Best do-right man (2000)

Paul Borrillo in To Kill a Mockingbird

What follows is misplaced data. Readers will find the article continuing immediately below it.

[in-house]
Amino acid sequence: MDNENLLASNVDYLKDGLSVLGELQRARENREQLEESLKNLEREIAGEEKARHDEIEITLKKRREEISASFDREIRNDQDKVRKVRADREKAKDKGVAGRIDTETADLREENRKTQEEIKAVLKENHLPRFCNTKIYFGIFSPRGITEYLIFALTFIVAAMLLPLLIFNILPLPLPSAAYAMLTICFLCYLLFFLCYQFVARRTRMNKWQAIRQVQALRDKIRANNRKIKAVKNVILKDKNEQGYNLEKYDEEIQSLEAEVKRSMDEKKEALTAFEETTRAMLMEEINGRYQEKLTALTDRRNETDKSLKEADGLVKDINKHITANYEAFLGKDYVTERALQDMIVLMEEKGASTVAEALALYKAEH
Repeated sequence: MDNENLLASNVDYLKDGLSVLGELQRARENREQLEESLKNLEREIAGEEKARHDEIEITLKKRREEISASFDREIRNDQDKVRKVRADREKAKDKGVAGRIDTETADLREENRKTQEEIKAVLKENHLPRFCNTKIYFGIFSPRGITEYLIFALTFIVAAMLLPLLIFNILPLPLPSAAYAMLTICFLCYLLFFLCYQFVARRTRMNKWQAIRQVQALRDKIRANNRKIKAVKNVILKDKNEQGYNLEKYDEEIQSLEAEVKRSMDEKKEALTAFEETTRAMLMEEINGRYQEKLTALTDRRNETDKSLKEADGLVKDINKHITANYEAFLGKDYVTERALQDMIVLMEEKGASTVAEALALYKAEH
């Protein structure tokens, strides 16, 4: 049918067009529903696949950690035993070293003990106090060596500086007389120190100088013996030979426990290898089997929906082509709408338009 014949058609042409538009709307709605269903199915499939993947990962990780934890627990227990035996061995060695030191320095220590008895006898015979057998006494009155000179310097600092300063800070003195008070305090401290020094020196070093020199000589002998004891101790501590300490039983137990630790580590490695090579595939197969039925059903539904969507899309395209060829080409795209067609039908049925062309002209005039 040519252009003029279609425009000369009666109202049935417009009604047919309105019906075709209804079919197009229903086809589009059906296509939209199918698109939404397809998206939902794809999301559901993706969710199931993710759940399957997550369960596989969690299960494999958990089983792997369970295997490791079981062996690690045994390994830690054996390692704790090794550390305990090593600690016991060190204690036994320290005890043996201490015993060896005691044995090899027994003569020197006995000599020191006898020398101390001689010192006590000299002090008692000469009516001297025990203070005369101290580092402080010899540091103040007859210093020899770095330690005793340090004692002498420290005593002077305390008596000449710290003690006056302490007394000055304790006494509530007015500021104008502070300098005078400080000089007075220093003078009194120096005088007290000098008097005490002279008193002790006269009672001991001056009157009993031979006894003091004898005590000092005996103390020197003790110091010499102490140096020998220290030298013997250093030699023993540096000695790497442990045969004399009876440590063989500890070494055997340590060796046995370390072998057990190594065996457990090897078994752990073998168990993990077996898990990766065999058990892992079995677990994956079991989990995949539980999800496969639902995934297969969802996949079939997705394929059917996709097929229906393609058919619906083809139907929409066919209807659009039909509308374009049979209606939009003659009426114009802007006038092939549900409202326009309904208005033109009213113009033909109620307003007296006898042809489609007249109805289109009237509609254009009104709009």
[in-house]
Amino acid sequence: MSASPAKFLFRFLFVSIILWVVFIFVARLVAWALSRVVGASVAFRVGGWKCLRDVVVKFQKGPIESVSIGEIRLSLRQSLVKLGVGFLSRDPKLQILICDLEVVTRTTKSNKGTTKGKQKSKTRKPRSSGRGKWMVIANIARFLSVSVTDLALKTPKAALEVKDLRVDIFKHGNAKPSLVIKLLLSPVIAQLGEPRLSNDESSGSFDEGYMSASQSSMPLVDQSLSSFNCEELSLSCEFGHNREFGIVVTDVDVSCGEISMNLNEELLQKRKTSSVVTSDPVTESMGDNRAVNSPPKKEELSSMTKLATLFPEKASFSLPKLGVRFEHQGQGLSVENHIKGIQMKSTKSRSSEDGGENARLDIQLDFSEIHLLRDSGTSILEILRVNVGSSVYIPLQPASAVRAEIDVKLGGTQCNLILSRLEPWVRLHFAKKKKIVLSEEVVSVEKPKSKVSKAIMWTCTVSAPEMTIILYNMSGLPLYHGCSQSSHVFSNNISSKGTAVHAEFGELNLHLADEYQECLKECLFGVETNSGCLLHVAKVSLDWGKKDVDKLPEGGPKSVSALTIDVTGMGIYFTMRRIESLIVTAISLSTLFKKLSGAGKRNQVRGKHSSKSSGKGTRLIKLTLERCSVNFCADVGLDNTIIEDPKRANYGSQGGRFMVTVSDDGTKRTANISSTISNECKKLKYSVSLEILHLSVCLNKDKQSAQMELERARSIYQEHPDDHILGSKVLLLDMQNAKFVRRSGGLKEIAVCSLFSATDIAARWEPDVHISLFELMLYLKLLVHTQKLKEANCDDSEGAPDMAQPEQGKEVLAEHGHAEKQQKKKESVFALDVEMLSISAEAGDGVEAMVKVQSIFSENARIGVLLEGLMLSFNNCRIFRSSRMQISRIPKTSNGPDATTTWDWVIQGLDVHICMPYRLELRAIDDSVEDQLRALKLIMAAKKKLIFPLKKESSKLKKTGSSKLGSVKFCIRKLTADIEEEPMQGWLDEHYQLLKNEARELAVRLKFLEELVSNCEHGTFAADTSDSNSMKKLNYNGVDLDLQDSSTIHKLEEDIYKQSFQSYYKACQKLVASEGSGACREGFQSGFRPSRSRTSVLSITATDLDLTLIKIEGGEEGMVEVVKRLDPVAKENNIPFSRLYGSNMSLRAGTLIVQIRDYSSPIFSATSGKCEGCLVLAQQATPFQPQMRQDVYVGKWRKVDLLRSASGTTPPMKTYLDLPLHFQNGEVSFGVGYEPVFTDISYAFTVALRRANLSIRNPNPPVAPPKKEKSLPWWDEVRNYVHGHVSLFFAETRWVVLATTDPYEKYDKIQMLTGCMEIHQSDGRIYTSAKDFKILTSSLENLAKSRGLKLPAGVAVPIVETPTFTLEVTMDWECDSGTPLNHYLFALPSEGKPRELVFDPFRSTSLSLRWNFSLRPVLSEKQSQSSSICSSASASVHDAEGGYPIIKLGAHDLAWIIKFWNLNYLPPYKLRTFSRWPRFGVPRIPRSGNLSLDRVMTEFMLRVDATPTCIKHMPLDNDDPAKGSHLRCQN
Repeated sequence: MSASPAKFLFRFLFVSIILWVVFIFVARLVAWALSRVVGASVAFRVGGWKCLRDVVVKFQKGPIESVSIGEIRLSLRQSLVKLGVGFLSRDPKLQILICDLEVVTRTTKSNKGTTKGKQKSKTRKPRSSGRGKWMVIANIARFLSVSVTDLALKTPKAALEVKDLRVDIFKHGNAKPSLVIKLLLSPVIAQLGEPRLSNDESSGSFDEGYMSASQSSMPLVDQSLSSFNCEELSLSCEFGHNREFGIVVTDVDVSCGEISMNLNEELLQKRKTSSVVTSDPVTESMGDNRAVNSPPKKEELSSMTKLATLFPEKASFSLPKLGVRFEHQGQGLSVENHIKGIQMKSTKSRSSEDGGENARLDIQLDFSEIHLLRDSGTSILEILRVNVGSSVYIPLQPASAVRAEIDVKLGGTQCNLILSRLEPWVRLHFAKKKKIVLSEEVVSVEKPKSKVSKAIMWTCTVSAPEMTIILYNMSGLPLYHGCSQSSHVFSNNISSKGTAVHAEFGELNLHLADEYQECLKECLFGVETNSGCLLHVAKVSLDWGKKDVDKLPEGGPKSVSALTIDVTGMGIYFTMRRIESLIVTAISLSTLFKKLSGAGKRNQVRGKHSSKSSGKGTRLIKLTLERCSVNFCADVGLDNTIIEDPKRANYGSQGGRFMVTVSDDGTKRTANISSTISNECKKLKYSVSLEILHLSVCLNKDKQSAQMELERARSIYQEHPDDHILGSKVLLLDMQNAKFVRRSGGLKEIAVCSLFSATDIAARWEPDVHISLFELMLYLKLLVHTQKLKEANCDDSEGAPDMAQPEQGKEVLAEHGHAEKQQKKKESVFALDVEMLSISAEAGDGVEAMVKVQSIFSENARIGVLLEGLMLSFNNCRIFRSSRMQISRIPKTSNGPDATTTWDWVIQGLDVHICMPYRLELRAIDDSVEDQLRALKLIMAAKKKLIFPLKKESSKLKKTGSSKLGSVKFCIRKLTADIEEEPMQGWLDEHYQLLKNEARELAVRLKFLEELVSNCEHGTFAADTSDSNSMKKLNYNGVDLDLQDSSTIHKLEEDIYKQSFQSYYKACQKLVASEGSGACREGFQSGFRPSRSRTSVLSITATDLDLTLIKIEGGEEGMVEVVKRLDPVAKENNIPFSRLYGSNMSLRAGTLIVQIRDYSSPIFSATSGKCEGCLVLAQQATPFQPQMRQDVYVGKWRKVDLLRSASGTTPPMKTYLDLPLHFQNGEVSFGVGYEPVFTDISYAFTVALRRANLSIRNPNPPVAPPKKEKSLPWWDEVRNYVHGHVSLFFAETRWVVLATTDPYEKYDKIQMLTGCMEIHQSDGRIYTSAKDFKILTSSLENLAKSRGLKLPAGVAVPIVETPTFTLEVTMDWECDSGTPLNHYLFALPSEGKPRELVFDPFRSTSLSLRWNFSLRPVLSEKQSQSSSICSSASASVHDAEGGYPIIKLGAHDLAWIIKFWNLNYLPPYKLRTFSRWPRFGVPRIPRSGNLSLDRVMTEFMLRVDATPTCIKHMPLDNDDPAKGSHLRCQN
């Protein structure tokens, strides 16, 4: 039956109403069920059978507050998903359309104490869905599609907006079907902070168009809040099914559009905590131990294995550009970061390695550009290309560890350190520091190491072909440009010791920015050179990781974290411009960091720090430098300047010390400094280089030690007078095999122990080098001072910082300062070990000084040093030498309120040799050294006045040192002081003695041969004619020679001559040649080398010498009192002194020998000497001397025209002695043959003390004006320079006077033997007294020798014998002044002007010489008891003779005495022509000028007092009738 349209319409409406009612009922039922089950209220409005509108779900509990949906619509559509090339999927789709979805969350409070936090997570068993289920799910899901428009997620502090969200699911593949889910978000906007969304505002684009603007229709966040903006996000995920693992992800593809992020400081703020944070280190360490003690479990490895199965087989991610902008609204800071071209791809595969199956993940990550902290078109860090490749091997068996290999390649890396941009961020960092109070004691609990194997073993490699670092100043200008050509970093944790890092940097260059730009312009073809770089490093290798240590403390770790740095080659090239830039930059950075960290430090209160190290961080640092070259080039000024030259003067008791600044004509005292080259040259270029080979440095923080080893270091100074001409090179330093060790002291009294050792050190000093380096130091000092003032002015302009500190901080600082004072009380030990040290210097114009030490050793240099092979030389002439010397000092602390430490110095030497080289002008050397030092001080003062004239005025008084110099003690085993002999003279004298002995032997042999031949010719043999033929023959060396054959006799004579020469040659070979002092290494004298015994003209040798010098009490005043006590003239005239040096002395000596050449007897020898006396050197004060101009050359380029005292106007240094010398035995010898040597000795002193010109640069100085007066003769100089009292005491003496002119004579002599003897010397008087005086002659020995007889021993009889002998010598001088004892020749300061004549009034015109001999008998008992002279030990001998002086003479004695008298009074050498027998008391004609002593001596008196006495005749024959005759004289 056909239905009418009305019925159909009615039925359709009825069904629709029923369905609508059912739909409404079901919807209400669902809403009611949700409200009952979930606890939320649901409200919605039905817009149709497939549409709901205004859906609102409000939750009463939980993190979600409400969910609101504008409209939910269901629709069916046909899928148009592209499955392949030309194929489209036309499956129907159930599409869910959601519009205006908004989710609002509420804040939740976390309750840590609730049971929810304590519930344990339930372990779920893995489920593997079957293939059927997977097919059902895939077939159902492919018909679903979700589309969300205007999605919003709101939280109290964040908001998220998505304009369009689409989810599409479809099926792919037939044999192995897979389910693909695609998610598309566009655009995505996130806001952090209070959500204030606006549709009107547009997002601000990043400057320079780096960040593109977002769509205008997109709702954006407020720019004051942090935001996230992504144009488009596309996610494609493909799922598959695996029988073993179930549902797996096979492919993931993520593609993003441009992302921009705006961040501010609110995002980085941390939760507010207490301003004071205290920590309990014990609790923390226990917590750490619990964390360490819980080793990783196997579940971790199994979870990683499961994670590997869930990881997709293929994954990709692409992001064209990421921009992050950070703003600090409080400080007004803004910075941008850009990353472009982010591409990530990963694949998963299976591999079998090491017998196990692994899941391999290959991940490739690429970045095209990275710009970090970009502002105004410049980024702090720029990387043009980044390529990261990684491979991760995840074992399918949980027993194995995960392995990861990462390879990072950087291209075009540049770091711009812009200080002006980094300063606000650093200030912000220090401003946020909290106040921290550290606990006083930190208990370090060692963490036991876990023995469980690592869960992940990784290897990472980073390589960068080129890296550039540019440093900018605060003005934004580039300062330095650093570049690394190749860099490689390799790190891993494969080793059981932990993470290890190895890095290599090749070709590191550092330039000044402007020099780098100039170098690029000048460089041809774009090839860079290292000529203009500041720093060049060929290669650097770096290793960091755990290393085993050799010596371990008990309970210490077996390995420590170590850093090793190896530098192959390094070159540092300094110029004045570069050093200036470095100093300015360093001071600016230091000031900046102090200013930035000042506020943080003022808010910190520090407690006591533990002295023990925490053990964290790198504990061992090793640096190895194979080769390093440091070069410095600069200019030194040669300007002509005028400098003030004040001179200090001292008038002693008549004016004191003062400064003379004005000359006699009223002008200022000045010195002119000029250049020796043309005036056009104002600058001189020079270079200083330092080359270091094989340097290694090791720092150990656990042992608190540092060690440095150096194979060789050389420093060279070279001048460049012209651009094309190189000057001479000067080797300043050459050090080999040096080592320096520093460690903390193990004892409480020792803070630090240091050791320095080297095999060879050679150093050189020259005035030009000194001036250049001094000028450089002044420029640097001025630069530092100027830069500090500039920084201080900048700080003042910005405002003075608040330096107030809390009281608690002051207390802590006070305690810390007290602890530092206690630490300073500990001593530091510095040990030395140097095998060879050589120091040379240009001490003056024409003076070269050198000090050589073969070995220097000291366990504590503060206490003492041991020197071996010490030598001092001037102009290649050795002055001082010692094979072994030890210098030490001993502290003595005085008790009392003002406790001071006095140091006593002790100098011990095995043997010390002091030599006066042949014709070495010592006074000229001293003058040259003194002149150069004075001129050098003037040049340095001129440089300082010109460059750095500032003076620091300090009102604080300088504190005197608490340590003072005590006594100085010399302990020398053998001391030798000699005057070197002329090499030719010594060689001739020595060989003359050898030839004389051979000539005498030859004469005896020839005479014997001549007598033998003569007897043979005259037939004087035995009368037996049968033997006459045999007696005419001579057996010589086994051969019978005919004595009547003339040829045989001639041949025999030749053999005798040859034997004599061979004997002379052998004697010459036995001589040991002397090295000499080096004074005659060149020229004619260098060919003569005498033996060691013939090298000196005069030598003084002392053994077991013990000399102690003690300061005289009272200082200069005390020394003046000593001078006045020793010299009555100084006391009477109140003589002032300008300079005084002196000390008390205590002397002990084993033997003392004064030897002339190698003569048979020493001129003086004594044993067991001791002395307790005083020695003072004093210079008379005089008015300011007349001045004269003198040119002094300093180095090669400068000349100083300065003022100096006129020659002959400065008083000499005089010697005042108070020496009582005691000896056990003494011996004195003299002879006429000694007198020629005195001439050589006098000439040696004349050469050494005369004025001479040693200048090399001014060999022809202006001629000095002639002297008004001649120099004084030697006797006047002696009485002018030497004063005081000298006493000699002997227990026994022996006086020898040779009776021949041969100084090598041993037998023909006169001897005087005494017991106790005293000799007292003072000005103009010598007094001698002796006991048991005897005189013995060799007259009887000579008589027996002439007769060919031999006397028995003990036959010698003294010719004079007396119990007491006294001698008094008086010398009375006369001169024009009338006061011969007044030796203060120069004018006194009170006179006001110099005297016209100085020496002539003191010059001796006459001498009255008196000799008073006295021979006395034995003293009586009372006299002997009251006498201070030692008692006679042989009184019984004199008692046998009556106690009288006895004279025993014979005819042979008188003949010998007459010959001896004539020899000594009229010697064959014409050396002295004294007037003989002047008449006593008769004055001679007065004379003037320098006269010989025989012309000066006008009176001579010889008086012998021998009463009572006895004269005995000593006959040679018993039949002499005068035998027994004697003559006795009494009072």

It might be difficult to understand why the main character in Harper Lee's To Kill a Mockingbird willingly subjects himself to vilification, but an actor who portrays Atticus Finch must also contend with the unsettling realization that he inhabits a role that earned Gregory Peck an Oscar in the 1962 film version. Happily, Paul Borrillo's turn in the Arvada Center's sold-out production radiated with conviction, charisma and, most of all, abiding self-respect. Whether he was dealing with his children's day-to-day crises, the community's brewing concerns or the legal system's intricate workings, the local stalwart endowed each scene with an empathy that humanized his character's professorial musings. And rather than transform Atticus's famous closing argument into a fiery lecture, Borrillo delivered a heartfelt appeal to common decency, giving full expression to a form of human goodness that Abraham Lincoln referred to as "the better angels of our nature."


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